A systematic review of orthographic learning via self-teaching

Yixun LI, Min WANG

Research output: Contribution to journalArticlespeer-review


Orthographic learning is the process that supports children in becoming skilled word readers. How orthographic learning occurs has been one of the central questions in the scientific studies of reading. The present systematic review focuses on experimental studies of orthographic learning via self-teaching. It explains and discusses the universality and specificity of the Self-Teaching Hypothesis concerning written word learning among young children. To advance the Self-Teaching Hypothesis with existing empirical evidence, methodologies and critical findings on the roles of phonological recoding, context, and word property are reviewed and analyzed systematically across target languages and types of learners. Sixty-two experimental studies from 45 articles (1995–2022) were included in the current analysis. Ample discrepancies in methodologies exist across studies. Across writing systems, language-specific word properties affect children’s self-teaching outcomes, yet evidence consistently suggests that the presence of phonological recoding supports self-teaching. Enhanced phonological recoding improves orthographic learning, whereas reduced phonological recoding hinders orthographic learning. In contrast, findings on the effect of meaningful context are mixed. Our findings advance the original Self-Teaching Hypothesis, reveal the gaps in the self-teaching research, and point out new directions for future work. Our findings also inform educational practices for enhancing written word learning. Copyright © 2022 The Author(s).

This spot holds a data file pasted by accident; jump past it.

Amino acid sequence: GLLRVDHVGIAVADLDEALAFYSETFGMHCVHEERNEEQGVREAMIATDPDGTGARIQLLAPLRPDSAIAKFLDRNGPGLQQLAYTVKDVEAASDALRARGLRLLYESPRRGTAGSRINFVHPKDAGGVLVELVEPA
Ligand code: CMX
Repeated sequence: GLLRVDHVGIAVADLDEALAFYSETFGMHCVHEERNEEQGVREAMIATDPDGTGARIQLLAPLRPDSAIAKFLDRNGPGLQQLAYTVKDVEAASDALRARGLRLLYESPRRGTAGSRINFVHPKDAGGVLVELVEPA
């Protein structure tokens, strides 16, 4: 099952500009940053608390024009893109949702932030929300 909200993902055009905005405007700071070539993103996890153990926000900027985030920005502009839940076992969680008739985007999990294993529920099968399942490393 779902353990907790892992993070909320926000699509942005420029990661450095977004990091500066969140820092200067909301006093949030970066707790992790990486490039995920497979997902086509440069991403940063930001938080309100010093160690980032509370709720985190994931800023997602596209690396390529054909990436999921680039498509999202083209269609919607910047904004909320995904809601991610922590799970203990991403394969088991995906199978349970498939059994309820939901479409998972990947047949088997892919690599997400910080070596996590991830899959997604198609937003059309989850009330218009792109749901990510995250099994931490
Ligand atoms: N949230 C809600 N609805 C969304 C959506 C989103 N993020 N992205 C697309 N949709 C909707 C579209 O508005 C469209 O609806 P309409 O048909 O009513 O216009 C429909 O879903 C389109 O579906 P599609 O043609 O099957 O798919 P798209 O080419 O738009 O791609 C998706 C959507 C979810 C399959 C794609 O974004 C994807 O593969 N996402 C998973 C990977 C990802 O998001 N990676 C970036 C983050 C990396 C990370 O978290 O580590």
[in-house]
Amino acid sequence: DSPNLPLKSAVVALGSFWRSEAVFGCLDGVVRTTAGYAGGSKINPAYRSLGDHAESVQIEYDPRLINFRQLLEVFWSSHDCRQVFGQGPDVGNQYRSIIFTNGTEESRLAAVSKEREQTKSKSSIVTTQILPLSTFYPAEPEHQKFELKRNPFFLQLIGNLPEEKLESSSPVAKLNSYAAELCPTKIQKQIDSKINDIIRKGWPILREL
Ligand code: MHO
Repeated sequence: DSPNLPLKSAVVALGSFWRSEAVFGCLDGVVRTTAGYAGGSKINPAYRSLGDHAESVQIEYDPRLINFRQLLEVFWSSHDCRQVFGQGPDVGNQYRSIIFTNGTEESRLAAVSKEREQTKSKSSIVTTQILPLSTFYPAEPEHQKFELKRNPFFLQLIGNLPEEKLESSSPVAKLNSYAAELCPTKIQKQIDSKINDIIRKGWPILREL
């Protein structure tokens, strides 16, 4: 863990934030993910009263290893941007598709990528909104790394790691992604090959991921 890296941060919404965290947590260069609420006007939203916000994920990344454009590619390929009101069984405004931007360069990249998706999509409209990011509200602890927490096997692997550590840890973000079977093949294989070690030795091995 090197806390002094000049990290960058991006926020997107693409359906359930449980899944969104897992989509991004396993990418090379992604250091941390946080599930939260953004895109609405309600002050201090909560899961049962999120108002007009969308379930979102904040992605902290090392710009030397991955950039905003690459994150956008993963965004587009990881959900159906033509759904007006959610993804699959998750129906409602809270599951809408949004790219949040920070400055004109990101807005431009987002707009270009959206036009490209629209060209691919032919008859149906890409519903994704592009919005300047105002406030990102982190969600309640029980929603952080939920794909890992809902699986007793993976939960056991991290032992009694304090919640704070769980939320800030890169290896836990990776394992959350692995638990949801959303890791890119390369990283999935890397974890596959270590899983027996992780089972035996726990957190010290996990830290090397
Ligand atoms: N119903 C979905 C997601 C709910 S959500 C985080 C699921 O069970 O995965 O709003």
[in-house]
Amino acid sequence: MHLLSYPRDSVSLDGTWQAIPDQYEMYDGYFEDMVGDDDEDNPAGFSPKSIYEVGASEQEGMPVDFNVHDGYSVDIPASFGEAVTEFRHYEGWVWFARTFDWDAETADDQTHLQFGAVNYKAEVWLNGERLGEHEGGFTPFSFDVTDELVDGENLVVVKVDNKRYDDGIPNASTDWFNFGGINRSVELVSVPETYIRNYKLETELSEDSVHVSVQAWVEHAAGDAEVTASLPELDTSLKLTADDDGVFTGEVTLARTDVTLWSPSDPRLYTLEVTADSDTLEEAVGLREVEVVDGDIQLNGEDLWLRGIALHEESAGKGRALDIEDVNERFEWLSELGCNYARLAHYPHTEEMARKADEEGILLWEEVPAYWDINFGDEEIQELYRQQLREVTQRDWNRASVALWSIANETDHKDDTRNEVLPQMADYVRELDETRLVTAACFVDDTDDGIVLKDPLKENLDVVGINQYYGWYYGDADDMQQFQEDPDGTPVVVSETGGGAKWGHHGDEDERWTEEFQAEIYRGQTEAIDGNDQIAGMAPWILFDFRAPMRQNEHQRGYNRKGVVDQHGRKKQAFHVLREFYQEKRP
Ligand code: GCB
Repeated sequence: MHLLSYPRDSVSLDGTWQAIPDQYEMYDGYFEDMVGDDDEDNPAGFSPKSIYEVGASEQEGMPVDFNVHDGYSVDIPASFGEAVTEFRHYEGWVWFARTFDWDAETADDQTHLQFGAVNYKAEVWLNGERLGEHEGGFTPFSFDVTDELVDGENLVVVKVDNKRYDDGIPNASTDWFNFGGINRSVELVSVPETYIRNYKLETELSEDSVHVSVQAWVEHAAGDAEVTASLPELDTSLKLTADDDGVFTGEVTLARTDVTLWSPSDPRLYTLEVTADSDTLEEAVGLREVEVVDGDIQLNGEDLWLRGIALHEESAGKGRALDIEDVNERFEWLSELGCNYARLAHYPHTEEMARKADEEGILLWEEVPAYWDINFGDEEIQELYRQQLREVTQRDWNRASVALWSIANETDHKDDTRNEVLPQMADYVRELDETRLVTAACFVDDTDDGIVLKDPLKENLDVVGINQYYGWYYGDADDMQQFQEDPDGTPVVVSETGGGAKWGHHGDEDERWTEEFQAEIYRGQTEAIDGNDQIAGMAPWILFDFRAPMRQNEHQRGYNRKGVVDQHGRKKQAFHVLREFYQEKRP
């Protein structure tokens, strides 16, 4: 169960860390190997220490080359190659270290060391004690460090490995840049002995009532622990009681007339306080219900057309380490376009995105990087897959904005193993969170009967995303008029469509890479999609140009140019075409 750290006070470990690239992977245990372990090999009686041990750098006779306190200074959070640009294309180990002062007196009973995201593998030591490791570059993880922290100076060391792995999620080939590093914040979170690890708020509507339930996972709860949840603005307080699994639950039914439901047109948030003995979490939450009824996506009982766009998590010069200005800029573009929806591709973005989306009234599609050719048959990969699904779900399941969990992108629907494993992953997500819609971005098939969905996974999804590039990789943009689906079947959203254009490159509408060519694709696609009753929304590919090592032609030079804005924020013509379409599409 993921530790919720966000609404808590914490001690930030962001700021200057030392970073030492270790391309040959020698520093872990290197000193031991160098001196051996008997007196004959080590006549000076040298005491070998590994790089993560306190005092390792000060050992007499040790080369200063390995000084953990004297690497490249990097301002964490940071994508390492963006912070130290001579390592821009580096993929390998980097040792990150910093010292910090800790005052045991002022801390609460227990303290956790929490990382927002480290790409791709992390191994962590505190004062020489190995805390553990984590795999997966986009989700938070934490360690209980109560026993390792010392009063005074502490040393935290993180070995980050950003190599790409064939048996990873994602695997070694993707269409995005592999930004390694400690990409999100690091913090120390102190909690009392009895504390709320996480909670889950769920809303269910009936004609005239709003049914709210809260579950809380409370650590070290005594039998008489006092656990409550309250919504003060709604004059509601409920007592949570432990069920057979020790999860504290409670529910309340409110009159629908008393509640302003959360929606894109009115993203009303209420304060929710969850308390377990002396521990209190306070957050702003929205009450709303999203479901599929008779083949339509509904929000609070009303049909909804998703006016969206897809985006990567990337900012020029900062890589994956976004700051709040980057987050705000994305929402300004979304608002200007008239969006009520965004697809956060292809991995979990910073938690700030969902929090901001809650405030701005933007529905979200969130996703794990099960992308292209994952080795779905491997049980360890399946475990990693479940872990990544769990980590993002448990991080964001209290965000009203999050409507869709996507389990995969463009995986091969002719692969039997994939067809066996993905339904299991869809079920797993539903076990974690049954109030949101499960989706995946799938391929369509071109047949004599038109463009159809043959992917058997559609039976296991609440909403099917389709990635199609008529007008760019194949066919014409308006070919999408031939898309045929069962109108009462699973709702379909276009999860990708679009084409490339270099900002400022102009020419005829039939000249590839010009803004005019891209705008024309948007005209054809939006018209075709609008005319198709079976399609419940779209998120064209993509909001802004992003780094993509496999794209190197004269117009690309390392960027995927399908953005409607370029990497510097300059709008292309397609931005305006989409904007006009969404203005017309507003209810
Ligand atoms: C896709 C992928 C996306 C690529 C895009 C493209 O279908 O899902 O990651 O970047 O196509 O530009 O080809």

Original languageEnglish
JournalEducational Psychologist
Publication statusE-pub ahead of print - 30 Nov 2022


Li, Y., & Wang, M. (2022). A systematic review of orthographic learning via self-teaching. Educational Psychologist. Advance online publication. doi: 10.1080/00461520.2022.2137673


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